Friday, September 5, 2014

Friday Musing – September 5

Self-reflection is a marvel, but if it is not going to lead to a paralysis of motivation and action, it will need appropriate configurations of trust and suspicion connected to referents beyond oneself.


Thursday, September 4, 2014

Thursday Thoughts – September 4

Relationships too frequently come and go, but love is rare and tough in that its demands go beyond the momentary and casual. Love today has it all going against it; commitment, trust, fidelity, longevity, sacrifice, and risk, naming only a few of its infelicities. Yet, in spite of our cultural orientations towards the relationally trite and superficial, I’ll take love anytime.


Wednesday, September 3, 2014

Living Spiritual Rhythms - September 3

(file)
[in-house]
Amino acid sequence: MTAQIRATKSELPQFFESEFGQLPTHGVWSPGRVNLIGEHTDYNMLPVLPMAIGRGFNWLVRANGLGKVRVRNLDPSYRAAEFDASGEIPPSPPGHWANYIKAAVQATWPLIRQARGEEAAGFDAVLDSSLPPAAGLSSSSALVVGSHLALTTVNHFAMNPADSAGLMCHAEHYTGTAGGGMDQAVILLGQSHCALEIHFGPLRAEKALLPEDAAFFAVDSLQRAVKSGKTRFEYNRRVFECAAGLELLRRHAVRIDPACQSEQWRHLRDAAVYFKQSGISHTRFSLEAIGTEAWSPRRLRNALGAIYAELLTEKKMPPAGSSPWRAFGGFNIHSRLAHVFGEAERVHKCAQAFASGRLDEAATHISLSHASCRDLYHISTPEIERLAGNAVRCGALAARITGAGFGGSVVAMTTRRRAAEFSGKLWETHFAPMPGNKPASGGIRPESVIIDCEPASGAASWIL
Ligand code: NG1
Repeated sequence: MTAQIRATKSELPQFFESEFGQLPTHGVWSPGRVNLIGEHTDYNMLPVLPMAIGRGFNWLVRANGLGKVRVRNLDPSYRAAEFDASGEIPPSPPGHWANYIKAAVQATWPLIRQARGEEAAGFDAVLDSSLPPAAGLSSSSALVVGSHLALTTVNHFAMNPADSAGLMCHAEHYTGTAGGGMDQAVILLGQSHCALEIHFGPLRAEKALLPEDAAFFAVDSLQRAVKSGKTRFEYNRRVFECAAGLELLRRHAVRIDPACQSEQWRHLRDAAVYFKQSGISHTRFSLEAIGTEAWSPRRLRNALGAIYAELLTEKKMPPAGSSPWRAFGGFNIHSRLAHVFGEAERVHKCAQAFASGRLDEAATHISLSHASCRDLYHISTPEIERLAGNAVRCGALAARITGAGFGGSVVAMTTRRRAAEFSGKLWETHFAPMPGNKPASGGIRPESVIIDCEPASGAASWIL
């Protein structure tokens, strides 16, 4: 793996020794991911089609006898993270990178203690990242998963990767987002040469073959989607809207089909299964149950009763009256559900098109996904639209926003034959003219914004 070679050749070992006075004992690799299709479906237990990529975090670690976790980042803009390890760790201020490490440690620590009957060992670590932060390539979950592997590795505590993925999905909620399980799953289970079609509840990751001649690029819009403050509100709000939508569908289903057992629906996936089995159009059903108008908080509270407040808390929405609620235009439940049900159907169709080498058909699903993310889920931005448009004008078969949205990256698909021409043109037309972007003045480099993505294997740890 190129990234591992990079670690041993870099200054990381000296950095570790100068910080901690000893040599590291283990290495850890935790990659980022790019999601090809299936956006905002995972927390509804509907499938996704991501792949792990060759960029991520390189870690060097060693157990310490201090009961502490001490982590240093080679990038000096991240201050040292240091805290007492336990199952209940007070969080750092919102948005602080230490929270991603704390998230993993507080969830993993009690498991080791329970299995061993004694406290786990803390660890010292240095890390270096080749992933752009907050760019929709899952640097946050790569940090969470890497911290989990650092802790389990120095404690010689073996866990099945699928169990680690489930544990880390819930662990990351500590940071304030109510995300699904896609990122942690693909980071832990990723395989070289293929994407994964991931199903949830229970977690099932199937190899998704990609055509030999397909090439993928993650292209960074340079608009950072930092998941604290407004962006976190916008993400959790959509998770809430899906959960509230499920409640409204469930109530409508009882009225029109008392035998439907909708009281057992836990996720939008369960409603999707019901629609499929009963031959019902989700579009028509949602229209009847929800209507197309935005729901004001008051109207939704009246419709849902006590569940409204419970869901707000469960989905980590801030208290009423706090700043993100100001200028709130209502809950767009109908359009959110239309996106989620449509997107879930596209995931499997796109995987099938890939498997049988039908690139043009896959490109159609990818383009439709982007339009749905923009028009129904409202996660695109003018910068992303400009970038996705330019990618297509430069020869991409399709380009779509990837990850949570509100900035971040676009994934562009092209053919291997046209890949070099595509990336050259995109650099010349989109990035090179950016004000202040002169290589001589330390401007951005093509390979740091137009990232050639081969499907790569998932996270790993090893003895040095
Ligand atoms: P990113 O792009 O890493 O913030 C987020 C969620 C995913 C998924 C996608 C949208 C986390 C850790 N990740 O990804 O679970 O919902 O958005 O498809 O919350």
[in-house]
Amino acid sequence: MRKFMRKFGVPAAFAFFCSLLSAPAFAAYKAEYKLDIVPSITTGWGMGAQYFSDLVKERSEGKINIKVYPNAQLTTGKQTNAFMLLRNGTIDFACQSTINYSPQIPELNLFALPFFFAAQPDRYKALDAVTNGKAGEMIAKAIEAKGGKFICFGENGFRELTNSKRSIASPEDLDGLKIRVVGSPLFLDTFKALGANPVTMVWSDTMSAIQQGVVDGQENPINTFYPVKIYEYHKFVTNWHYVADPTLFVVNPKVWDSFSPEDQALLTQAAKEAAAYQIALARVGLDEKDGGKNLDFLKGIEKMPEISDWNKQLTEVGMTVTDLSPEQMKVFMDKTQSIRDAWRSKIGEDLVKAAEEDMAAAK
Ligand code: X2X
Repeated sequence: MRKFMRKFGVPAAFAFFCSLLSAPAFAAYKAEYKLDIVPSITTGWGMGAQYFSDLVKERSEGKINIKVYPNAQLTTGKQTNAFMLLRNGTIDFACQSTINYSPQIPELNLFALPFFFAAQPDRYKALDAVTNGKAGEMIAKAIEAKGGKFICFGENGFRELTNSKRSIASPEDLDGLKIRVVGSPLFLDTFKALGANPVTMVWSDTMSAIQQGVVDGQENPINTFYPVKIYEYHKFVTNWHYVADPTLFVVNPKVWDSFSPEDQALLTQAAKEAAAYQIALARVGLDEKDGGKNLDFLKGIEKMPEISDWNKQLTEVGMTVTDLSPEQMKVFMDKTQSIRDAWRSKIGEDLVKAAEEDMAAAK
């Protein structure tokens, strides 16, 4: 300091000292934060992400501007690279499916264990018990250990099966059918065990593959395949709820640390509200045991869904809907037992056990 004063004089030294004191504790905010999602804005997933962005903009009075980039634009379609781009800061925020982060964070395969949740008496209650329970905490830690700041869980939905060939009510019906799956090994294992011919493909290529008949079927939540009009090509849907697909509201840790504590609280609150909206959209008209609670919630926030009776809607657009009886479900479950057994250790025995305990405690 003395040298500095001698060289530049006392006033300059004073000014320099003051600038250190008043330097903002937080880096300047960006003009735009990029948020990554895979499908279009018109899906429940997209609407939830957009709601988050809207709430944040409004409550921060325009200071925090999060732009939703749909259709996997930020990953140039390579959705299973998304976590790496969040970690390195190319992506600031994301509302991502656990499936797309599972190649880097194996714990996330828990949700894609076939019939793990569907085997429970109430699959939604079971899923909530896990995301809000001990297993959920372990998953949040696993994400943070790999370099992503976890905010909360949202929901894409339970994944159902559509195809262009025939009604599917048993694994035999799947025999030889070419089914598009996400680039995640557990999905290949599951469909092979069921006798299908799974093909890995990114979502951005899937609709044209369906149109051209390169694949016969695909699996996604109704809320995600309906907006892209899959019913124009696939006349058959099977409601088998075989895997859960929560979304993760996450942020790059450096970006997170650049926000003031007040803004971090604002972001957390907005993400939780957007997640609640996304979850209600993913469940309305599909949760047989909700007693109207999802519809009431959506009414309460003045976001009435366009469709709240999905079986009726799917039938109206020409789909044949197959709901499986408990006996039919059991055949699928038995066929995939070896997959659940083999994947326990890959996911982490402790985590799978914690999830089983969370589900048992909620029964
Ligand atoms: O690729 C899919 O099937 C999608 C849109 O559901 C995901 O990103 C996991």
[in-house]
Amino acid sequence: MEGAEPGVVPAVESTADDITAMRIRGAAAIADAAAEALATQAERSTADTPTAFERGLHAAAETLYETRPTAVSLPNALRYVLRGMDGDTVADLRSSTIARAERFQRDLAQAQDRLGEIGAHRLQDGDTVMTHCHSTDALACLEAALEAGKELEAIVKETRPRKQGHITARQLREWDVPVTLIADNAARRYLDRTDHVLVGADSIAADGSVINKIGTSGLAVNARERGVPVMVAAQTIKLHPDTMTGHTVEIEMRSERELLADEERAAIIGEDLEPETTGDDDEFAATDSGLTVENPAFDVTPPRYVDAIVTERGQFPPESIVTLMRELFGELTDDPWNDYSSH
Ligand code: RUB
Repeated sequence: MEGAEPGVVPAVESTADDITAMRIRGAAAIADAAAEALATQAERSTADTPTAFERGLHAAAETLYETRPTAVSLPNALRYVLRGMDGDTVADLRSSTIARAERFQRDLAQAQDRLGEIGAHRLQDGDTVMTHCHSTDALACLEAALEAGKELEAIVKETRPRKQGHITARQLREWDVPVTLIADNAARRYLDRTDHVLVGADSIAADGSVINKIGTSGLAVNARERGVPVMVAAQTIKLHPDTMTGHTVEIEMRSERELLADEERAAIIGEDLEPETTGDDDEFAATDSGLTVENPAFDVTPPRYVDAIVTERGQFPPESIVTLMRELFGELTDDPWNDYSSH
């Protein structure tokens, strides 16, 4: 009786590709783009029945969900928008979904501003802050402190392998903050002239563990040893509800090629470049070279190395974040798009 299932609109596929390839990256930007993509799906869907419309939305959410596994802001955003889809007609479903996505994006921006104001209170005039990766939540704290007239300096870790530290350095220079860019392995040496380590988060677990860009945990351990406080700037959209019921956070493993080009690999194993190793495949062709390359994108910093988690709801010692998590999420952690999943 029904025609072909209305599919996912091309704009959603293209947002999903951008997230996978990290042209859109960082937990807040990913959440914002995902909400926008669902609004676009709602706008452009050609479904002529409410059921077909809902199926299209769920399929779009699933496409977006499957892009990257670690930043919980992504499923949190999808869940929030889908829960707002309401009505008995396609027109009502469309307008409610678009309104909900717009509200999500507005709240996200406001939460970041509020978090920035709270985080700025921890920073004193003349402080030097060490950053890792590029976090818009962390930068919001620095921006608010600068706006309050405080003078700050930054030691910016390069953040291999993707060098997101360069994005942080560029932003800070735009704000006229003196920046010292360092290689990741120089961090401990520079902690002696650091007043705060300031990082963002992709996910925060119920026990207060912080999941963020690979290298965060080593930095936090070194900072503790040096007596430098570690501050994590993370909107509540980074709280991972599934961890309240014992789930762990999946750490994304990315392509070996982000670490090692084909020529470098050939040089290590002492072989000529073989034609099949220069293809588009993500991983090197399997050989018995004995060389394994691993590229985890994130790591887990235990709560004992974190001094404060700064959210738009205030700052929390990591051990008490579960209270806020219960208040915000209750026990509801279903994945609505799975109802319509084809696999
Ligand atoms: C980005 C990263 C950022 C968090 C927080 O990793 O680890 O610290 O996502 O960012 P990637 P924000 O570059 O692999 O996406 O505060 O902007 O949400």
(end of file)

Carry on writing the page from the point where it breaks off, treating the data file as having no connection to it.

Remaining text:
Provocatively cutting away at the darkness is a challenging task that gradually opens up slashes of light. These slivers of illumination, subversive and revolutionary, glisten through the veil of the masquerade, and offer a hope that translates into a new way of being, seeing, and living. Light leads to a destiny, whereas darkness takes us nowhere. Dismantling the darkness promotes light, embracing light exposes darkness. Here lies the ferocious battle, the substance of what it’s ultimately all about: life or death. 


Monday, September 1, 2014

Reflection for the Week–September 1

God, as I understand, is not composed of various properties, made up of intricate language systems, or constructed by a series of concepts. True, we can, yet only barely, account for God in some such formulations, but this does not give God the being that God is, since God is the incomparable One who be’s beyond them all. Infinite actuality expressed in the love, power, and grace of the Divine is an “isness” that is Other than all others.